“Holiday season” is defined in various ways. Yours may or may not be the same as mine – and any of us may decide to modify our definition in this unique year of the pandemic. Personally, I celebrate Christmas through the 12th day of Christmas, January 5. There are ways in which I extend it even beyond that. I wrote about that last year (pre-pandemic) here: https://carolbrusegar.com/expanding-parameters-december-holiday/
At whatever point you read this, the ideas can be applied to the days and weeks ahead – including through the winter months as we continue to stay at home much more than usual. Let’s all have a Hygge holiday season and winter!
Hygge has become increasingly popular everywhere in recent years. Perhaps you are already a devotee, perhaps you’ve never heard of it, or perhaps you’d like to explore the idea more. So let’s start with what it is and where it came from.
Hygge, pronounced (Hue-gah) is a Danish word originally derived from an Old Norwegian word meaning well-being and protection from the outside elements. Denmark has notoriously cold, long winters. The concept of hygge has been used by Danish people to help mentally combat the brutally dark, relentless winter season and fill their homes with comfort and love. Hygge is a word that is so important to Danish people; it’s often used to describe what their culture is all about. Hygge is not necessarily something specific that you can buy, because it’s more of a feeling than a possession. Hygge really is the epitome of Danish living; in the last several years the concept of hygge has made its way to the US and many other countries with extreme popularity and trendiness.
Hygge can widely be described as a feeling of coziness, comfort, familiarity, friendship, laughter and seasonal homemade food and drinks. Although it’s possible to achieve hygge any time of the year (an outdoor BBQ with friends or a movie under the stars with family are great examples of summertime hygge), Hygge is generally associated with the colder months. This is because of its ability to uplift spirits during dark, long winter months. It can be especially comforting and enjoyable during these months of the pandemic. As we are staying safe at home to protect ourselves and others, focusing on creating peaceful, cozy surroundings can fill us with the feeling of contentment. Here are a few, simple ways you can bring holiday hygge into your home.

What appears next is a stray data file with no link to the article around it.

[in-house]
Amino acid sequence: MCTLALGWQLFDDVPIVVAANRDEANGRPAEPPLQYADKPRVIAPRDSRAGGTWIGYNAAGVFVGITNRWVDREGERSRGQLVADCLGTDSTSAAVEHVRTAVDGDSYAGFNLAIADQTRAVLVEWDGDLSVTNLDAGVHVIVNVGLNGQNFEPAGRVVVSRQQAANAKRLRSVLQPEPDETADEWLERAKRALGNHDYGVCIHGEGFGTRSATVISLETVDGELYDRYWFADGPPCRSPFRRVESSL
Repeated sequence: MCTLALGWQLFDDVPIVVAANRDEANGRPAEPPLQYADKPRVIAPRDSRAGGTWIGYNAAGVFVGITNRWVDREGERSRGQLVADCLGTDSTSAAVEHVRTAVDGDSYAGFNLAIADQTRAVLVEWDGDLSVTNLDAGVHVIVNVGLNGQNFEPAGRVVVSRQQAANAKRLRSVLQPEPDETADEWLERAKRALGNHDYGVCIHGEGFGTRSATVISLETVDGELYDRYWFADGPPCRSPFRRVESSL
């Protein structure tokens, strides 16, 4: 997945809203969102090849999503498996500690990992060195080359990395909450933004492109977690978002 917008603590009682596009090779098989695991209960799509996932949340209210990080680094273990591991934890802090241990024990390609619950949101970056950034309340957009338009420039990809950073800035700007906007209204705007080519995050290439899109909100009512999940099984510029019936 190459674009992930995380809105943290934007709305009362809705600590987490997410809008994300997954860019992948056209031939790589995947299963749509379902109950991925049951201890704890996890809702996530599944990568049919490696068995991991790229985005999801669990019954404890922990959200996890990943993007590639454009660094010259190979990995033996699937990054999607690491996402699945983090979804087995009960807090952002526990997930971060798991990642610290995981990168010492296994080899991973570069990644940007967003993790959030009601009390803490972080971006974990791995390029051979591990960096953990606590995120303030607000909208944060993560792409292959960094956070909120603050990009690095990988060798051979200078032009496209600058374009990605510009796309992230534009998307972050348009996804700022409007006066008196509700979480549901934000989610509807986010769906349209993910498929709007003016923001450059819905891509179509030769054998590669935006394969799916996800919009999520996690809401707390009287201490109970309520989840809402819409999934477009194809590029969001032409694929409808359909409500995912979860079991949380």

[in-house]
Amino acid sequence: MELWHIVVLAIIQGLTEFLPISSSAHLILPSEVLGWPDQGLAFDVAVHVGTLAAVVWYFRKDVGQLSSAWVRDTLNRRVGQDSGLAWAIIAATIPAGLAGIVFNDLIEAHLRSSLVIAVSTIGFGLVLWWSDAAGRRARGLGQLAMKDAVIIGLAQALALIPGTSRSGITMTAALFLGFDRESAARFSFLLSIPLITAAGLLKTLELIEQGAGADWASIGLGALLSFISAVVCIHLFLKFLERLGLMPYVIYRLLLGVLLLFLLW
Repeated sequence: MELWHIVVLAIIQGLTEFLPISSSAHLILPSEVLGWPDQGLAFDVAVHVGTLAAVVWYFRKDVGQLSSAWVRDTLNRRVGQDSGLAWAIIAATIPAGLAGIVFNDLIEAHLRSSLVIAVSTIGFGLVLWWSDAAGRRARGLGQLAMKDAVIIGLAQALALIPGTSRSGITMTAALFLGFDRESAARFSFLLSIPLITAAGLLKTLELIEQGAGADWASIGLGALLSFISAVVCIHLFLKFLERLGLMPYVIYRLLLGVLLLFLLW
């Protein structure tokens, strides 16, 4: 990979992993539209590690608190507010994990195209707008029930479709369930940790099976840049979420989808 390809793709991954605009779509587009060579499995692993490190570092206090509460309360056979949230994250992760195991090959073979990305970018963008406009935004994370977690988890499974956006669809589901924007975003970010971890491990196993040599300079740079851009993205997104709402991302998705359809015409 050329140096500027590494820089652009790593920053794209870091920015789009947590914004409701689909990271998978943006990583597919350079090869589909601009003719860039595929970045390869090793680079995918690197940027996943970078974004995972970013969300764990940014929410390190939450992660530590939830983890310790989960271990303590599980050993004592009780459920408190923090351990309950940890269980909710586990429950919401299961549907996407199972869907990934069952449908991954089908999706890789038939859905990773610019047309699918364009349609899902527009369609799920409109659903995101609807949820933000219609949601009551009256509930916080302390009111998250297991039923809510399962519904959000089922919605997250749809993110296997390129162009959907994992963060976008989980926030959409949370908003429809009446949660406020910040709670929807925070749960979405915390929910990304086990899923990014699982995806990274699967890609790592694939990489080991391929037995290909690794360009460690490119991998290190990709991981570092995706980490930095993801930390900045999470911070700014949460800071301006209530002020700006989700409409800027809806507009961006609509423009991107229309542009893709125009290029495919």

Warm lighting – achieve a great sense of hygge, by lighting some candles, having a real or gas fire or setting up string lights. Warm lightning is key to coziness.
Cozy linens, blankets and textures – get out all of those soft, fluffy blankets and have them available on the couch or chairs and by the windows, so that you can easily cuddle up with your favorite books and movies and relax.
Home cooking and baking – cooking some traditional holiday meals and treats will help bring holiday hygge into your home. Comfort foods like holiday ham, stews/soups/chilis, breads of all kinds, cookies, and apple/pumpkin/sweet potato pies will waft soul-warming scents throughout the air, making your home feel cozy and cared for. Baking together is a perfect hygge activity. It may be items that have become traditions, or a way to try new recipes that may be added to that list for coming years.
Comforting scents – filling your home with festive and cozy scents can be done in a variety of ways. You can use scented candles, scented wax in a wax warmer, or scented oils. A wide variety of scents are available – warm vanilla, cinnamon, nutmeg and other spices as well as pine and peppermint are some holiday favorites. Potpourri can be placed in open bowls in various rooms and refreshed with scented oils, or simmered with water on the stove or in a slow cooker. Scented pinecones and fresh evergreen trees or boughs are always a great addition.
Warm beverages – drinking these can warm body and soul. Hot chocolate can be varied in many delightful ways, as can apple cider. I wrote about the latter earlier: Apple Cider – Fall’s Delicious, Variable, Healthy Beverage! Of course there are many other options for all ages!!
Try some new things, repeat things that you’ve enjoyed before, and have a Hygge holiday season and winter!!
If you’d like to learn more, I have two recommendations:
Here’s a great book written by a Dane who is a researcher at the Happiness Research Institute:
This coloring book not only has Hygge designs, but includes the concepts along with some journal pages, tips for coloring and some finished products to illustrate them.